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A daughter’s mission to honour her father and the men of WW2

RECOGNITION: RAF machine-gun post, manned by soldiers from Barbados in the West Indies

THE WAR efforts of the West Indian R.A.F often go unrecognised. Their bravery and lack of recognition affects many families, who struggle to live in a country which fails to celebrate their loved ones who participated, but are happy to honour others.

One woman who is trying to gain that recognition is Theresa Kilbride. Her father Eric Constantine Morrison served in West Indian RAF and wants to memorialise the men with a Memorial Bench to be installed in The National Arboretum, Alrewas, Nr. Lichfield, Staffs.

The memorial bench, which will include a ceremony to take place on May 28 2017, is in the process of raising £1,000 and spoke to The Voice about what this bench means to them, their father and why it’s time to get the support they deserve.

How did your father start his career in The West Indian RAF?

My father enlisted in the West Indian RAF from Kingston, Jamaica. This all took place in September 1944. After hearing that England needed volunteers to help in the WW2 effort, my father made that choice to enlist.

How do you think this bench dedicated to your father, can help the West Indian RAF gain more recognition for their impact in WW2?

This bench will not only be dedicated to our father, but also to his friends and all RAF personnel who joined him and were stationed at Fradley Aerodrome, Nr. Lichfield and other aerodromes around the country. Until recently, people didn’t know that there was such a thing as the W.I. RAF and that they served their mother Country during WW2. By installing this bench in the National Arboretum, the 300,000 visitors per year will be able to recognise this fact and it can no longer go on unknown by the masses.


Eric Constantine Morrison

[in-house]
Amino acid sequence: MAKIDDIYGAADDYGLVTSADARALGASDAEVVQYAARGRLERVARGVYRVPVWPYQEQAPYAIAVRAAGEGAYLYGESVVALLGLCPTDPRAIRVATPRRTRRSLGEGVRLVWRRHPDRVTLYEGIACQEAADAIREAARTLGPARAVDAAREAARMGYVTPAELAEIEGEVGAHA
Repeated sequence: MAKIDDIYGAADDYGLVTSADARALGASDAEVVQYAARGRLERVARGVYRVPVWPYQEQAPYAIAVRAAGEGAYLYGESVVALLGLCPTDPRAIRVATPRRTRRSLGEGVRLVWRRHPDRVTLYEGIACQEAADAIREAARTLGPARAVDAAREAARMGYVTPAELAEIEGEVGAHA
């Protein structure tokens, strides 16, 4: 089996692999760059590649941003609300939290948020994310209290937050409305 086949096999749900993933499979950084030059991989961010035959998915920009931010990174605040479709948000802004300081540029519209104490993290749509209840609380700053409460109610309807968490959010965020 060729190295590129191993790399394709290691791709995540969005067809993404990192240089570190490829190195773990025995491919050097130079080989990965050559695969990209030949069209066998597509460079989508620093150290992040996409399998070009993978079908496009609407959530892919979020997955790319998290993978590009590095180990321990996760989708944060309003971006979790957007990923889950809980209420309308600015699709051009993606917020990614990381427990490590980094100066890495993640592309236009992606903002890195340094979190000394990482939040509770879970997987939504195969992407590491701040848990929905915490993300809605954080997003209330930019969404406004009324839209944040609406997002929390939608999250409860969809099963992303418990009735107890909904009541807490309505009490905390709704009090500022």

How did your family come to the decision that a memorial bench would be the best way to honour your father and the men of the West Indian RAF?

My family wanted to dedicate a monument to the W.I. RAF along side the British and Commonwealth RAF. However this project was too big for our family to achieve, so we decided on a bench, as this was more affordable and will be placed in the RAF section of the National Arboretum.

How can we as a people, continue to highlight the vital war efforts of the West Indian R.A.F today?

By discussing it. That is what’s so great about this bench – it will incite discussion from people who will see it and then discuss it with their family and friends. Through doing this, the W.I RAF’s contribution to the war effort will be noted, and might inspire people to install other monuments dedicated to the W.I. RAF across the country.

What will it mean to your family and your father’s legacy to be officially recognised by The National Arboretum?

It would mean a great deal for my father and the W.I. RAF to be officially recognised, because we served. The service men and women were willing to leave their homeland and serve England during the WW2, and this is a testament to their honour

Why do you think that the efforts of black Caribbean’s and their contributions to WWII continue to go unacknowledged?

Until recently, very few people knew about the black Caribbean’s who helped Britain during WW2. Our family thinks it’s very important that we tell our story and other stories that we know of, so that people will eventually know about the contributions of all the black Caribbean’s during WW2 on a larger scale.

Contribute to the Memorial Bench at the The National Arboretum with a donation to their Go Fund Me page.

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